Cruel Media Memories
Cruel Media Memories
I have found the last few days on Facebook, which pushes back memories, while normally a refreshing change of pace, are now dotted with cruel, inhumane, and a mixed bag of dire vs. amusing.
When you’ve lived a long time on the earth, but a mere whisper of the eons our spirits know, you become a creature that lives for the moment, wringing out every nuance of existence to further growth within. Along the way come ironic, coincidental happenings that sear a memory into a file, later to recall in minute flashes.
For me, 1966 was a very good year and a very bad year.
My first son was born prematurely because the doctors in their practice, the only one in town, could not decide when I had conceived. I had a window of time, I could say, but I was a mind drifter, wildly in love with a Que sera, sera attitude. I, unfortunately, had the doctor who predicted I was due in January. As I was at the hospital with Braxton Hicks contractions, he decided to induce delivery. Twelve hours later, a five-pound, one-ounce future member in this chaotic society was thrust upon the world.
Out of that came two years of fighting off pneumonia, trying to keep this tiny being alive. Once through those two years, he was the healthiest of all the members of our family.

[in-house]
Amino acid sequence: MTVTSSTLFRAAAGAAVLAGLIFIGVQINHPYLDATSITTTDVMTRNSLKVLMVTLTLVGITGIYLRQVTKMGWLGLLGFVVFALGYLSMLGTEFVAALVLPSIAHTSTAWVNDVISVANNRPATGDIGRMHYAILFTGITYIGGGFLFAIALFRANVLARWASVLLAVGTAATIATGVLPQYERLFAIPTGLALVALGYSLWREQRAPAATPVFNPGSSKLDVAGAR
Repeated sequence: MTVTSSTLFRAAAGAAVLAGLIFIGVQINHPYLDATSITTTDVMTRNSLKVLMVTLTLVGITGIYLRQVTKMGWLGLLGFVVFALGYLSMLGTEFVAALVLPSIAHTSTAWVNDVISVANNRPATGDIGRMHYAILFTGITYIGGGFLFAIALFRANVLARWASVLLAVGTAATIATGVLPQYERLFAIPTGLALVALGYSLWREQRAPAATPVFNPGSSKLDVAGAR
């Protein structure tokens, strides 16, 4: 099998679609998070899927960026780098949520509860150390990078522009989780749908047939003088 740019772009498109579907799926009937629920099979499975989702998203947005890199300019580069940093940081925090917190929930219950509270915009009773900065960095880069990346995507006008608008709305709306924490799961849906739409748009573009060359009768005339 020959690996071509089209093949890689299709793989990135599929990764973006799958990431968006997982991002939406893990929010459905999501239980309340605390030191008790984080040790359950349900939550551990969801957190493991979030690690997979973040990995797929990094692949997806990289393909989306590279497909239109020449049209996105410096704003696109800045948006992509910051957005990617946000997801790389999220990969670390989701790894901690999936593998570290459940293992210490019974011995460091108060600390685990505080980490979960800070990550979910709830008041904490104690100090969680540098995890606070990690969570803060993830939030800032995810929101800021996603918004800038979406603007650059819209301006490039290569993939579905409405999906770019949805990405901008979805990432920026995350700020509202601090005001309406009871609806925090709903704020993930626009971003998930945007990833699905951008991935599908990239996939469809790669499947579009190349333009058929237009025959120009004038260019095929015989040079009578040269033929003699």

In August of that year, I packed up our infant son, putting him in the Sunbeam‘s jump seat, my husband’s two-and-a-half-seater sports car. Then, I struggled to get Paul into the front passenger seat of the small car. He was unsteady in gait as he had a temperature of 103 0F (39.5 0C), which was equivalent to 104 0F (40 0C), as his average was one lower than the norm.
I did not like driving, let alone driving at night but living in East Quogue at the time, the drive to the closest hospital in Riverhead, New York was maybe eight to ten miles, and as late as it was, after midnight, in 1966, the route was almost deserted. I put on the radio with music to keep me focused and the baby quiet as he too needed music to keep him asleep. Paul continued in a delirium.
In the previous year, I had ridden countless times down this road and on the Dune road that ran from Hampton Bays to Westhampton Beach. Many times, spotting UFO dish-looking objects and chasing them. I was always happy to say, we never got near enough to have a close encounter.
I was a mile along the road approaching the Westhampton area when I saw a descending disc-like aircraft lower to the ground behind the stand of trees. I had just huffed, “Oh, Dear God!” thinking how apropos, when the song segued into the first time, for me, to hear the song, “They’re Coming to Take Me Away, Ha-Haaa!.”